Safety and efficacy of vebicorvir in virologically suppressed patients with chronic hepatitis B virus infection

Man Fung Yuen, Kosh Agarwal, Xiaoli Ma, Tuan T. Nguyen, Eugene R. Schiff, Hie Won L. Hann, Douglas T. Dieterich, Ronald G. Nahass, James S. Park, Sing Chan, Steven Huy B. Han, Edward J. Gane, Michael Bennett, Katia Alves, Marc Evanchik, Ran Yan, Qi Huang, Uri Lopatin, Richard Colonno, Julie MaSteven J. Knox, Luisa M. Stamm, Maurizio Bonacini, Ira M. Jacobson, Walid S. Ayoub, Frank Weilert, Natarajan Ravendhran, Alnoor Ramji, Paul Yien Kwo, Magdy Elkhashab, Tarek Hassanein, Ho S. Bae, Jacob P. Lalezari, Scott K. Fung, Mark S. Sulkowski

Research output: Contribution to journalArticlepeer-review

9 Scopus citations


Background & Aims: HBV nucleos(t)ide reverse transcriptase inhibitors (NrtIs) do not completely suppress HBV replication. Previous reports indicate persistent viremia during NrtI treatment despite HBV DNA being undetectable. HBV core inhibitors may enhance viral suppression when combined with NrtIs. This phase II trial (NCT03576066) evaluated the efficacy and safety of the investigational core inhibitor, vebicorvir (VBR), in virologically- suppressed patients on NrtIs. Methods: Non-cirrhotic, NrtI-suppressed patients with chronic HBV were randomised to VBR 300 mg once daily or matching placebo (PBO) for 24 weeks. Treatment was stratified by hepatitis B e antigen (HBeAg) status. The primary endpoint was change from Baseline in serum HBeAg or hepatitis B surface antigen (HBsAg) after 24 weeks. Results: Of 73 patients enrolled, 47 were HBeAg positive and 26 were HBeAg negative. In HBeAg-positive and -negative patients, there were no differences in the change from Baseline at Week 24 for HBsAg or HBeAg. Using a novel, high-sensitivity assay to detect HBV DNA, a greater proportion of patients with detectable HBV DNA at Baseline achieved undetectable HBV DNA at Week 24 in the VBR+NrtI vs. PBO+NrtI group. In HBeAg-positive patients, a greater change from Baseline in HBV pregenomic (pg)RNA was observed at Week 24 with VBR+NrtI vs. PBO+NrtI. Treatment-emergent adverse events (TEAEs) in VBR+NrtI patients included upper respiratory tract infection, nausea, and pruritus. No serious adverse events, Grade 4 TEAEs, or deaths were reported. Conclusions: In this 24-week study, VBR+NrtI demonstrated a favourable safety and tolerability profile. While there were no significant changes in viral antigen levels, enhanced viral suppression was demonstrated by greater changes in DNA and pgRNA with the addition of VBR compared to NrtI alone. Clinical trials number: NCT03576066. Lay summary: Core inhibitors represent a novel approach for the treatment of chronic hepatitis B virus (HBV) infection, with mechanisms of action distinct from existing treatments. In this study, vebicorvir added to existing therapy reduced HBV replication to a greater extent than existing treatment and was generally safe and well tolerated.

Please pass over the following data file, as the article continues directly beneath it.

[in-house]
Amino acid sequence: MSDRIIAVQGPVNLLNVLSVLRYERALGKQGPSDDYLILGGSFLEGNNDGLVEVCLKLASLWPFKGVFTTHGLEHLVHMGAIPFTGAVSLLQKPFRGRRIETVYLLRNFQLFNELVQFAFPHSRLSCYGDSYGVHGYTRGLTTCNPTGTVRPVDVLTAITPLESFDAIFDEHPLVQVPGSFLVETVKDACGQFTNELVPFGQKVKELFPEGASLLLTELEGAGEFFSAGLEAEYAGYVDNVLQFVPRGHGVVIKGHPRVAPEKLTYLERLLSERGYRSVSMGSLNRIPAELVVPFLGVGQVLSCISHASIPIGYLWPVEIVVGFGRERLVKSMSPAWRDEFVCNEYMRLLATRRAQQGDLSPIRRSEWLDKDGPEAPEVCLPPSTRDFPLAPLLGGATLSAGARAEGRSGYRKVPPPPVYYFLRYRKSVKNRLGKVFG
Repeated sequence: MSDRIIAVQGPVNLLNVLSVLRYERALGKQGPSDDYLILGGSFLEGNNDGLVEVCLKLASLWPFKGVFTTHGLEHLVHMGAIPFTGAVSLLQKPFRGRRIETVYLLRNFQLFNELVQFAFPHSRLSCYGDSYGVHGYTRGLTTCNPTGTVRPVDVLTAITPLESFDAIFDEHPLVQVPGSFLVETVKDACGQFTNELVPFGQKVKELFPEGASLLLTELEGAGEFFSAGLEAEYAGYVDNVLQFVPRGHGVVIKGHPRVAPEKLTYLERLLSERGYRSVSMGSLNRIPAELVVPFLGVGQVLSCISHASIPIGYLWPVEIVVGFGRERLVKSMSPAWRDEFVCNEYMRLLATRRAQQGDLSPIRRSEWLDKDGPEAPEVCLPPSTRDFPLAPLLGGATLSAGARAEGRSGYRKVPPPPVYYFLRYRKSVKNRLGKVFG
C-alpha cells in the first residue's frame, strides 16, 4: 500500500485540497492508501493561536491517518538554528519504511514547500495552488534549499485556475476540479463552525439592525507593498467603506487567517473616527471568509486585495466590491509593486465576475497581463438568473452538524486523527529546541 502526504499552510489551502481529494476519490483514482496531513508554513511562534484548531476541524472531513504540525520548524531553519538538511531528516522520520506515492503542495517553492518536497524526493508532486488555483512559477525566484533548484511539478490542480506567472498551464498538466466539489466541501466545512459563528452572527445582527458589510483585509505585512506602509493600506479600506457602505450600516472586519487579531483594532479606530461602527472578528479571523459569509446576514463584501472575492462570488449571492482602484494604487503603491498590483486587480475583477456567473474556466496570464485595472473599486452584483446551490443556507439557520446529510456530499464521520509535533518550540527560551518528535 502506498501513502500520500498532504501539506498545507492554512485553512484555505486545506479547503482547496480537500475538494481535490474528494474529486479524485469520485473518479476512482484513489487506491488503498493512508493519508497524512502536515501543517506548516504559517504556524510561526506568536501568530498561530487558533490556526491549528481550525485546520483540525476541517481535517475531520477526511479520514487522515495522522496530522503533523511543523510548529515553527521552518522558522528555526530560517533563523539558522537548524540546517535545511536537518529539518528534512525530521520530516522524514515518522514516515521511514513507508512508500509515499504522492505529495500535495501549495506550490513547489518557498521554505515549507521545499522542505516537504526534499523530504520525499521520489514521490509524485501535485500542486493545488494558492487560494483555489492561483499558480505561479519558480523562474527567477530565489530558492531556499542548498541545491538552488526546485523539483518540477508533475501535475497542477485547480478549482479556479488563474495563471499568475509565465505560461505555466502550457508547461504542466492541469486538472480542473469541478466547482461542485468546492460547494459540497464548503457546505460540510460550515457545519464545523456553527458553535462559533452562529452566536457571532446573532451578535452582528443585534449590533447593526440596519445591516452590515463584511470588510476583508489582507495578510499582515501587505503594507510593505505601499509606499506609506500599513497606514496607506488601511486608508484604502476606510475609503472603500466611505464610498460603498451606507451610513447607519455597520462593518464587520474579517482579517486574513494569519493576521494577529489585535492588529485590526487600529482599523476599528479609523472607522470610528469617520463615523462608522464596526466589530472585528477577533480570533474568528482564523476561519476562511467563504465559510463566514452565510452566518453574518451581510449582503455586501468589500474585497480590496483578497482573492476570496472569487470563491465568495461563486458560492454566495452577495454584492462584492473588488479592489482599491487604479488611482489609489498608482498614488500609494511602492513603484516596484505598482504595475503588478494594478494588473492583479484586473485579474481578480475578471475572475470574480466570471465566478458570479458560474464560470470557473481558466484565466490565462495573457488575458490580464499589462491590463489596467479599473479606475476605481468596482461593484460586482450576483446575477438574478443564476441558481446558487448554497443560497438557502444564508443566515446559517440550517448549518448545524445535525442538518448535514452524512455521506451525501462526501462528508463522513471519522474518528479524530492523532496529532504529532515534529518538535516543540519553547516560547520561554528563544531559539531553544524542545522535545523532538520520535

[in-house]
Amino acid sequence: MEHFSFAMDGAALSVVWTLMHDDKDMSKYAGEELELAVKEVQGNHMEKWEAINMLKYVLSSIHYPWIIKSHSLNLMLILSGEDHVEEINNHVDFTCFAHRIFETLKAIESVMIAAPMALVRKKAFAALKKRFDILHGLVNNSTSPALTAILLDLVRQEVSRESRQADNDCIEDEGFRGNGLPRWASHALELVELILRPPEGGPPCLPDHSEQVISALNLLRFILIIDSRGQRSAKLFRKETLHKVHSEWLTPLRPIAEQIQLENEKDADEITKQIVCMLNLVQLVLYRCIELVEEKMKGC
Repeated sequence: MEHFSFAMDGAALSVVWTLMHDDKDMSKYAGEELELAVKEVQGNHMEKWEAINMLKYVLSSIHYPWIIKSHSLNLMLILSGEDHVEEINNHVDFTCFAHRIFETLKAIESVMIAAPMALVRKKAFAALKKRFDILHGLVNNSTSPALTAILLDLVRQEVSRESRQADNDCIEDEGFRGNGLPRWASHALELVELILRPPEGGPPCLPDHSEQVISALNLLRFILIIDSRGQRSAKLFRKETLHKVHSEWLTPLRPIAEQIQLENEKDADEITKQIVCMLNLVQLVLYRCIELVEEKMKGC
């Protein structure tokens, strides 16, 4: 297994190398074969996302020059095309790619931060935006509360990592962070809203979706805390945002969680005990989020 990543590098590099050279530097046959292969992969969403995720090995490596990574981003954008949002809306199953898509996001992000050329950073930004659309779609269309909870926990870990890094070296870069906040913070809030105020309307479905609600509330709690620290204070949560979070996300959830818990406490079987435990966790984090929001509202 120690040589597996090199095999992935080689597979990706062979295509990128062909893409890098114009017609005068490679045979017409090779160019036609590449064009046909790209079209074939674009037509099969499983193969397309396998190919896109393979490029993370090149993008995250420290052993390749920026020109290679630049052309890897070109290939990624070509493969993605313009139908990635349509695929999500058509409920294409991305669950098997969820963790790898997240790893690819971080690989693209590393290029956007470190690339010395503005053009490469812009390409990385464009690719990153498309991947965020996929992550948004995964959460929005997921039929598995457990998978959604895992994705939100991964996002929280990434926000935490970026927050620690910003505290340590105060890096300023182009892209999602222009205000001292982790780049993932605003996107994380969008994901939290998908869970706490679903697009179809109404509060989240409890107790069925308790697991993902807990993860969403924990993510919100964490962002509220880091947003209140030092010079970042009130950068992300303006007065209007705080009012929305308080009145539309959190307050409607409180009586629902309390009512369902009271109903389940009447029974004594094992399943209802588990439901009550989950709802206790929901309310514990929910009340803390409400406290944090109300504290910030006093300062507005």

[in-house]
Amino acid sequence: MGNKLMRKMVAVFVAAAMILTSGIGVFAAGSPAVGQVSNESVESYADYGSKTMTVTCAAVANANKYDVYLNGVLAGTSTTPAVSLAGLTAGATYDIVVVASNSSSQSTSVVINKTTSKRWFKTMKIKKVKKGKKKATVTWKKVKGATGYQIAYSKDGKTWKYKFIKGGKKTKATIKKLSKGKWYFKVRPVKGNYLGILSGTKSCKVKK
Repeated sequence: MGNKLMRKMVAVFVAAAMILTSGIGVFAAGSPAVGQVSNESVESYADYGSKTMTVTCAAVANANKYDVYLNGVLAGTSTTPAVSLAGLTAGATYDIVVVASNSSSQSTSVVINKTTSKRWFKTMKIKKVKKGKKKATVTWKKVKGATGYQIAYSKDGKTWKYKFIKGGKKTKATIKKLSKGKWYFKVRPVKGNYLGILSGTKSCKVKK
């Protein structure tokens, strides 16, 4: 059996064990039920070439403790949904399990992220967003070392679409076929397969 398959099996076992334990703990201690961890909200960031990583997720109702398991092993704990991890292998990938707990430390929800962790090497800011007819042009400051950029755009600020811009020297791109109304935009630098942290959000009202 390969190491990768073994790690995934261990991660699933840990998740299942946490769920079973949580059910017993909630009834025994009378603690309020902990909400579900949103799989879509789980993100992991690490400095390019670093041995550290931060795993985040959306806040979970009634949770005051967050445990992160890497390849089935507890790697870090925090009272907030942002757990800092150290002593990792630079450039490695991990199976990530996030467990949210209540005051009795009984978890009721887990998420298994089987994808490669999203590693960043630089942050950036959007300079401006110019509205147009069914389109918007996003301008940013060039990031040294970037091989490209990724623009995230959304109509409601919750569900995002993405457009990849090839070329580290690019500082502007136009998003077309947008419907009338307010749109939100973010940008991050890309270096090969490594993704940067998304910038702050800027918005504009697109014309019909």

Original languageEnglish
Pages (from-to)642-652
Number of pages11
JournalJournal of Hepatology
Issue number3
StatePublished - Sep 2022


  • HBV
  • NrtI
  • antiviral
  • cccDNA
  • core inhibitor
  • hepatitis
  • pgRNA


Dive into the research topics of 'Safety and efficacy of vebicorvir in virologically suppressed patients with chronic hepatitis B virus infection'. Together they form a unique fingerprint.

Cite this